All of which caused me to ponder, have we been looking at and focused upon the wrong data, the wrong customers and transactions, leading to the wrong outcome? It struck me that the bankers were not only helping Bob to launder the money, they were also protecting him, seeking to ensure he was not identified and subsequently captured by the authorities.
I asked the logical question, “Bob, did you use any of your personal accounts to launder the money?” Bob instantly said, “No, of course not”. As he did so he laughed and in a polite way, ridiculed me. I followed up and asked, “Why not?”, The answer was delivered in a clam and assertive manner, “I didn’t want to draw unwanted attention to myself”. He then described one of his laundering schemes involved a UK lawyer, with a connected office in the British Virgin Islands (BVI, also known as Beneficiaries Virtually Invisible), provided structures and accounts which ensured Bob was totally hidden. The lawyer signed the instructions and ensured Bob’s name appeared nowhere.
Professional money launderers do not launder money in their own name, they use and hide behind offshore corporate entities. I told Bob of the recent revelation that 95% of Nat West Bank personal accounts have never debited £5,000 or more and I asked him how useful such accounts were to a professional money launderer. He said they weren’t.
Now some of you are saying, yes, but what about other money launderers? To which I reply, what about them? If they are not professional, they are by definition, amateur; small time; small money and small thinking. If we are applying a risk-based approach to money laundering, surely we are looking to counter the biggest risks and these are not found within accounts that do not debit £5,000 or more.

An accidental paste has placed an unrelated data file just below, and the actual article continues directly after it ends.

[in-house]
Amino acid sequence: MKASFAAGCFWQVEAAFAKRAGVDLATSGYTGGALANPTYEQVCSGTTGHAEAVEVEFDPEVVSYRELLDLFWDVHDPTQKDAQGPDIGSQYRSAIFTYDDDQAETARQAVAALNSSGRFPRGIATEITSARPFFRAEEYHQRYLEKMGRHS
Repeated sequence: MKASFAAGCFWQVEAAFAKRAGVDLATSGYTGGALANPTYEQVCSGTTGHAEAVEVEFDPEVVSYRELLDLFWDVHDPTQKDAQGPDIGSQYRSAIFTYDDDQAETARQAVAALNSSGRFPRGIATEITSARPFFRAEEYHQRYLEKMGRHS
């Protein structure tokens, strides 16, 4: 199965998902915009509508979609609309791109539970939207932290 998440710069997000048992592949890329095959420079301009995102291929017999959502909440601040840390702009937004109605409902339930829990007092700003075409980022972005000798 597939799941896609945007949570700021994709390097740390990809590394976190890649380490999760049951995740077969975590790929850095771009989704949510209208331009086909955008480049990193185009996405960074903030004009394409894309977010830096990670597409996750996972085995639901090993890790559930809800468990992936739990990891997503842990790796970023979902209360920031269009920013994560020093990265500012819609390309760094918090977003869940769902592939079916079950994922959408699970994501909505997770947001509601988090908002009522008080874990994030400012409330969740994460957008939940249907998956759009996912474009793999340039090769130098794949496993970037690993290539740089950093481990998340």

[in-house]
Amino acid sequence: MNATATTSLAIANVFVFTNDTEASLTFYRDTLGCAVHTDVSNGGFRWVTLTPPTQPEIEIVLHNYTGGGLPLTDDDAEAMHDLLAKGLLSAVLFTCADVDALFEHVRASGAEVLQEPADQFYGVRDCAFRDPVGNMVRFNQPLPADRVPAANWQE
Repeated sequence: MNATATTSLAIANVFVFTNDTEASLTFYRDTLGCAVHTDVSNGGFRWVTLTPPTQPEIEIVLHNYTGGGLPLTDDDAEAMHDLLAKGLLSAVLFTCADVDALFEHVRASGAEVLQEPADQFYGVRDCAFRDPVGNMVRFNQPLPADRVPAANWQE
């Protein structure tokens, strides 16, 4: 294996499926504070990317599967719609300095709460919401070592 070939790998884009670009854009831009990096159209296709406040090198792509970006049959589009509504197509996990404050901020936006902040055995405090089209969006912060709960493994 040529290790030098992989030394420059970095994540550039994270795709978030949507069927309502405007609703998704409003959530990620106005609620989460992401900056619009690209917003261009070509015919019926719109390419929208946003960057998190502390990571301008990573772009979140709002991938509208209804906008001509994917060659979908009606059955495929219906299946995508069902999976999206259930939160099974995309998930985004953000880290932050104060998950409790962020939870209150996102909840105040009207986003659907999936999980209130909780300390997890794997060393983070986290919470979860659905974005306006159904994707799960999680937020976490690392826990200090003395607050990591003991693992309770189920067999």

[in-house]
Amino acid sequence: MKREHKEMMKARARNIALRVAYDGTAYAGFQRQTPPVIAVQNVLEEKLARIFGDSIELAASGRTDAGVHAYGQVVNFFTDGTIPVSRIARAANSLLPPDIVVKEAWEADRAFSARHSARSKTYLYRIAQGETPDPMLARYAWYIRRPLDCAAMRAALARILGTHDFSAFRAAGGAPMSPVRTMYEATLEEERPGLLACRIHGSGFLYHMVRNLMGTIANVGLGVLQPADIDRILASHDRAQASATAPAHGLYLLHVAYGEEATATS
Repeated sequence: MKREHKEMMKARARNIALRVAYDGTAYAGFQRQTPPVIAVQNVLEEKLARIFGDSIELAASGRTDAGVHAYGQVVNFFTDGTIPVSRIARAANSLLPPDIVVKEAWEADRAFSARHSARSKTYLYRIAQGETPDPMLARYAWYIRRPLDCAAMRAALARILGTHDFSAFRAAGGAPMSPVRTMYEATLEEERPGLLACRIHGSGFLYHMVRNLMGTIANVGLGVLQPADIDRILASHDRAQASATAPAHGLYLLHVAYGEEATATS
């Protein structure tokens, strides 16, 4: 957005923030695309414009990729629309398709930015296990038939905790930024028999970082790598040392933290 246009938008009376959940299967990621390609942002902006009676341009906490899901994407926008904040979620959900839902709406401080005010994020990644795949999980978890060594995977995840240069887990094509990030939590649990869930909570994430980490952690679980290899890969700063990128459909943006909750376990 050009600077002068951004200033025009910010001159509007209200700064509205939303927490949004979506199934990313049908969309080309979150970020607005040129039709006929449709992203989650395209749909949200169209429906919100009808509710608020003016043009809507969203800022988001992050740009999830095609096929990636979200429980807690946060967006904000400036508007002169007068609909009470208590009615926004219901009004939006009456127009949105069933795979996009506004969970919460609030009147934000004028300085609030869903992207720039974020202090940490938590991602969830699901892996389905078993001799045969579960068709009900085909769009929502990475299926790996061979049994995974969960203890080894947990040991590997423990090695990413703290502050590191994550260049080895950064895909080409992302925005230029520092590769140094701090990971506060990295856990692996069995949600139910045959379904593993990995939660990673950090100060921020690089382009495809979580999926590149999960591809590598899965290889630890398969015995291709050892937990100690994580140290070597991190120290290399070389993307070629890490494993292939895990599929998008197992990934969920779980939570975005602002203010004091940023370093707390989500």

Here’s the conclusion, professional money launderers do not use personal accounts, they use corporate entities, often offshore, but they are the people behind these entities, pulling the levers, pushing the buttons and laundering the money.
Data is the answer
Corporate data is vital to understand what legal entity a firm or bank is undertaking business/transacting with, but it is the real steering minds and individuals who benefit from the activities of the said corporate entities who need to be identified. All of which should cause the AML professional to consider, why does the BVI feature so much in the Panama Leaks and the Pandora Leaks? Of course, it does not follow, all BVI companies are somehow engaged in or connected to money laundering.
There is an address in north London, where in excess of 100,000 UK companies and partnerships have been or are currently registered, likewise not all of them are bad, but the address features more than any other in FCA waning lists.
The money laundering data is clear for all to see, the risks are to be found in corporate entities, not individual/personal accounts. Pursuant to this, how can we move the thinking and practices to focus upon these corporate entities? How can we educate regulators to accept these small, almost insignificant risks within the vast majority of personal accounts? All of which begs the question, “What is more important within AML, who a customer is, or what a customer does?”
I’ll be back
Bob has recently finished his second book which will be published next year. The film rights for the book have already been bought and we eagerly look forward to both. As we drew the conversation to an end, Bob said, “I’ll be back” and has promised to return next year, to continue the conversation, to help all of us with our AML learning and development.BACK